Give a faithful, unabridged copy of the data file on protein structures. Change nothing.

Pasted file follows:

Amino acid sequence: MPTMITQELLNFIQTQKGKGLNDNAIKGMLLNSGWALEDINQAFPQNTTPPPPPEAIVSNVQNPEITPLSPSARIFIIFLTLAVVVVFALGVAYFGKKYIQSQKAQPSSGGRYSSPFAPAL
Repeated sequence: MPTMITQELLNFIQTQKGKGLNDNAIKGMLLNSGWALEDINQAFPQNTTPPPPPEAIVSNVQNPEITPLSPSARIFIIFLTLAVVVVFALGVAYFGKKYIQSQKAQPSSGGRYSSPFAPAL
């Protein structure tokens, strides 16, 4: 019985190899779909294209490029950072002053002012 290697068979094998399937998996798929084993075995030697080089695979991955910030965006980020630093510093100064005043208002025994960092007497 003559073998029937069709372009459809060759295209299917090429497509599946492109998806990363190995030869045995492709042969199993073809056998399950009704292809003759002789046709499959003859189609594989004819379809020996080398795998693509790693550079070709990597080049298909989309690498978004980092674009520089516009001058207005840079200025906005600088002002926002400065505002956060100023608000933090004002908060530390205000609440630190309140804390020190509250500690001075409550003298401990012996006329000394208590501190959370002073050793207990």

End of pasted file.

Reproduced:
Amino acid sequence: MPTMITQELLNFIQTQKGKGLNDNAIKGMLLNSGWALEDINQAFPQNTTPPPPPEAIVSNVQNPEITPLSPSARIFIIFLTLAVVVVFALGVAYFGKKYIQSQKAQPSSGGRYSSPFAPAL
Repeated sequence: MPTMITQELLNFIQTQKGKGLNDNAIKGMLLNSGWALEDINQAFPQNTTPPPPPEAIVSNVQNPEITPLSPSARIFIIFLTLAVVVVFALGVAYFGKKYIQSQKAQPSSGGRYSSPFAPAL
């Protein structure tokens, strides 16, 4: 019985190899779909294209490029950072002053002012 290697068979094998399937998996798929084993075995030697080089695979991955910030965006980020630093510093100064005043208002025994960092007497 003559073998029937069709372009459809060759295209299917090429497509599946492109998806990363190995030869045995492709042969199993073809056998399950009704292809003759002789046709499959003859189609594989004819379809020996080398795998693509790693550079070709990597080049298909989309690498978004980092674009520089516009001058207005840079200025906005600088002002926002400065505002956060100023608000933090004002908060530390205000609440630190309140804390020190509250500690001075409550003298401990012996006329000394208590501190959370002073050793207990």